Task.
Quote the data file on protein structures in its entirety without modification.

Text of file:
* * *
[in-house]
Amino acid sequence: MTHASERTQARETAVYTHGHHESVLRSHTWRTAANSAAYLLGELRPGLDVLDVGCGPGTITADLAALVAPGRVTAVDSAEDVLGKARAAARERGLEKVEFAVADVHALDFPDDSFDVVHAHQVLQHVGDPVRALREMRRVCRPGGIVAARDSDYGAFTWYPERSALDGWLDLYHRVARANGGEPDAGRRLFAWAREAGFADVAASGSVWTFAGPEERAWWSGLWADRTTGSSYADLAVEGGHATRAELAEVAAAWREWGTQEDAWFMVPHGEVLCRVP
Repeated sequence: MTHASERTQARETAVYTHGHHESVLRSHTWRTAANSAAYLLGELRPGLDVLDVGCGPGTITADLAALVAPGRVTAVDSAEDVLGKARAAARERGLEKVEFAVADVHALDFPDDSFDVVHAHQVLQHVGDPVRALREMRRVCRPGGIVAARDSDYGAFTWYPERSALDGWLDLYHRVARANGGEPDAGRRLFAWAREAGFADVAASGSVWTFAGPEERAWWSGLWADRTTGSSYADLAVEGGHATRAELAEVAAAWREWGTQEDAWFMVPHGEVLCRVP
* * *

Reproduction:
[in-house]
Amino acid sequence: MTHASERTQARETAVYTHGHHESVLRSHTWRTAANSAAYLLGELRPGLDVLDVGCGPGTITADLAALVAPGRVTAVDSAEDVLGKARAAARERGLEKVEFAVADVHALDFPDDSFDVVHAHQVLQHVGDPVRALREMRRVCRPGGIVAARDSDYGAFTWYPERSALDGWLDLYHRVARANGGEPDAGRRLFAWAREAGFADVAASGSVWTFAGPEERAWWSGLWADRTTGSSYADLAVEGGHATRAELAEVAAAWREWGTQEDAWFMVPHGEVLCRVP
Repeated sequence: MTHASERTQARETAVYTHGHHESVLRSHTWRTAANSAAYLLGELRPGLDVLDVGCGPGTITADLAALVAPGRVTAVDSAEDVLGKARAAARERGLEKVEFAVADVHALDFPDDSFDVVHAHQVLQHVGDPVRALREMRRVCRPGGIVAARDSDYGAFTWYPERSALDGWLDLYHRVARANGGEPDAGRRLFAWAREAGFADVAASGSVWTFAGPEERAWWSGLWADRTTGSSYADLAVEGGHATRAELAEVAAAWREWGTQEDAWFMVPHGEVLCRVP